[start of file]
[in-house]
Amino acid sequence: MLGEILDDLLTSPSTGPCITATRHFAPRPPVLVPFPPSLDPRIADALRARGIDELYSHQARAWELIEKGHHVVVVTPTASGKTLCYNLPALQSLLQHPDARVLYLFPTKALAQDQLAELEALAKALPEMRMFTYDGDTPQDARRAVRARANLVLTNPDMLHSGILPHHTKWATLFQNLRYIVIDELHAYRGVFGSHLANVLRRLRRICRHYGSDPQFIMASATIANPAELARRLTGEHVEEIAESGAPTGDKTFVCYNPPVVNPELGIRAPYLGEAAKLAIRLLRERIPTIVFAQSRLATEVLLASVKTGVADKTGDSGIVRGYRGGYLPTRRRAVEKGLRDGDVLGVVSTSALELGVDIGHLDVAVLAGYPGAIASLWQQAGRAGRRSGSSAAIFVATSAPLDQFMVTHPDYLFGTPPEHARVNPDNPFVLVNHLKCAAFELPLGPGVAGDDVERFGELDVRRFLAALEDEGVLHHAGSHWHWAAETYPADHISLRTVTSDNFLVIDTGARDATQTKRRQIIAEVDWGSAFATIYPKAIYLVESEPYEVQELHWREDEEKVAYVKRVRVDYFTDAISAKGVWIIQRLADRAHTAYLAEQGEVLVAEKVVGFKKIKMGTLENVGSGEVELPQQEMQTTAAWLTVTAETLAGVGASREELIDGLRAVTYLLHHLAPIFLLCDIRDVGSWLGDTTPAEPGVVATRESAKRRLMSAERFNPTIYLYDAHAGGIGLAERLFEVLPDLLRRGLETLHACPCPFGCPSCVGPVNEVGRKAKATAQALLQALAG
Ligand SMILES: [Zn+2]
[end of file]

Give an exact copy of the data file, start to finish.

[in-house]
Amino acid sequence: MLGEILDDLLTSPSTGPCITATRHFAPRPPVLVPFPPSLDPRIADALRARGIDELYSHQARAWELIEKGHHVVVVTPTASGKTLCYNLPALQSLLQHPDARVLYLFPTKALAQDQLAELEALAKALPEMRMFTYDGDTPQDARRAVRARANLVLTNPDMLHSGILPHHTKWATLFQNLRYIVIDELHAYRGVFGSHLANVLRRLRRICRHYGSDPQFIMASATIANPAELARRLTGEHVEEIAESGAPTGDKTFVCYNPPVVNPELGIRAPYLGEAAKLAIRLLRERIPTIVFAQSRLATEVLLASVKTGVADKTGDSGIVRGYRGGYLPTRRRAVEKGLRDGDVLGVVSTSALELGVDIGHLDVAVLAGYPGAIASLWQQAGRAGRRSGSSAAIFVATSAPLDQFMVTHPDYLFGTPPEHARVNPDNPFVLVNHLKCAAFELPLGPGVAGDDVERFGELDVRRFLAALEDEGVLHHAGSHWHWAAETYPADHISLRTVTSDNFLVIDTGARDATQTKRRQIIAEVDWGSAFATIYPKAIYLVESEPYEVQELHWREDEEKVAYVKRVRVDYFTDAISAKGVWIIQRLADRAHTAYLAEQGEVLVAEKVVGFKKIKMGTLENVGSGEVELPQQEMQTTAAWLTVTAETLAGVGASREELIDGLRAVTYLLHHLAPIFLLCDIRDVGSWLGDTTPAEPGVVATRESAKRRLMSAERFNPTIYLYDAHAGGIGLAERLFEVLPDLLRRGLETLHACPCPFGCPSCVGPVNEVGRKAKATAQALLQALAG
Ligand SMILES: [Zn+2]